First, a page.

Praziquantel is the drug most commonly used to treat tapeworm infections in dogs and cats. Epsiprantel is also effective against most tapeworms, and fenbendazole is effective against a few types of tapeworms. Eliminating and preventing fleas is also extremely important in controlling Diplydium caninum infections.

Strongyloides stercoralis: Strongyloides stercoralis infection in dogs may be asymptomatic, or may cause bronchopneumonia or severe diarrhea. S. stercoralis is potentially zoonotic, but transmission of S. stercoralis from dogs to humans is probably relatively rare. Nevertheless, the potential human health hazard should always be taken into account, and infected dogs should be handled with caution. S. stercoralis is diagnosed by observing larvae in fecal culture, and is typically treated with ivermectin.

Protozoans:

Coccidia (Isospora spp.) The national shelter canine parasite study showed that about 8% of shelter dogs less than 6 months old were shedding coccidian oocysts. Coccidia are less common in dogs over 1 year of age, and very uncommon in dogs over 7 years old. The prevalence of Coccidia is fairly consistent across various regions of the country. Drugs used to treat Coccidia include ponazuril (Marquis Paste), toltrazuril, and sulfadimethoxine (Albon). In shelters in which Coccidia is a common problem, prophylactic treatment of all puppies and kittens with ponazuril is recommended. See our Infectious Disease: Profiles of Common Shelter Diseases page for more information.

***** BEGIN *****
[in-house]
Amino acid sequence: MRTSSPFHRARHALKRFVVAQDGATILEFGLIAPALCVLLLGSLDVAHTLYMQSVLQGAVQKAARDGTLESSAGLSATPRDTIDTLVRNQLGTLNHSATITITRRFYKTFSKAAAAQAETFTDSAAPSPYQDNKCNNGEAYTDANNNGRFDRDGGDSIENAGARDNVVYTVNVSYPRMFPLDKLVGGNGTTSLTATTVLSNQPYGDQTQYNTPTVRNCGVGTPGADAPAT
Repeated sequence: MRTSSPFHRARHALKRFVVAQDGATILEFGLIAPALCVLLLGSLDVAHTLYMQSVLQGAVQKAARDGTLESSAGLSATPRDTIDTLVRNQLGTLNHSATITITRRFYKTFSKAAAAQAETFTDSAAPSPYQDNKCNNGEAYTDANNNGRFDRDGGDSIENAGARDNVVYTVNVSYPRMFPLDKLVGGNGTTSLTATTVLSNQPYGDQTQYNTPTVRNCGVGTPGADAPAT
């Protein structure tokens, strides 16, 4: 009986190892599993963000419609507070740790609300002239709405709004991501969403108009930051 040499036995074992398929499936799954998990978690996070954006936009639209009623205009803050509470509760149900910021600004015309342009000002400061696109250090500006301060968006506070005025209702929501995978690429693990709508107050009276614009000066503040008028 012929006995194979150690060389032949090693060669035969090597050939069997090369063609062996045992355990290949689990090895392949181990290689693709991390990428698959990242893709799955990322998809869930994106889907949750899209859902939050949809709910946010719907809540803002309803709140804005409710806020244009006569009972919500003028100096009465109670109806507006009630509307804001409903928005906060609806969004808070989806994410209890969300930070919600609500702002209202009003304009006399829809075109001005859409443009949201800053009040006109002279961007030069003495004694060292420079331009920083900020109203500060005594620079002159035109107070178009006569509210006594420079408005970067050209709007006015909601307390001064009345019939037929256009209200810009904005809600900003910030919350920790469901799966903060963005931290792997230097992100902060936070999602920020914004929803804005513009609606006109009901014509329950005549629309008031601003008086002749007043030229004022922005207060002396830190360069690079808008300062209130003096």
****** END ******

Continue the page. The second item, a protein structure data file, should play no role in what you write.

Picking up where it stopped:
Giardia (multiple species). The prevalence of Giardia in shelter dogs and cats is probably underestimated. Giardia is potentially zoonotic, but the risk of humans contracting Giardia infection from dogs and cats is low. Giardia cysts are difficult to detect on fecal floats. If fecal flotation is relied upon, a zinc sulfate centrifugation method be used, and that at least three samples should be examined over a period of about a week. Direct smears are about 50% sensitive for detecting Giardia in diarrheic fecal samples. In cats, Giardia may be mistaken for Tritrichomonas on a fecal direct smear. The most sensitive method for diagnosis of Giardia in shelters is a SNAP ELISA test, but this test is not intended for screening of asymptomatic dogs. Vaccination for Giardia is available, but not recommended for use in shelters. Giardia can be treated with metronidazole, fenbendazole, or febantel (Drontal Plus) See our Infectious Disease: Profiles of Common shelter Diseases page for more information.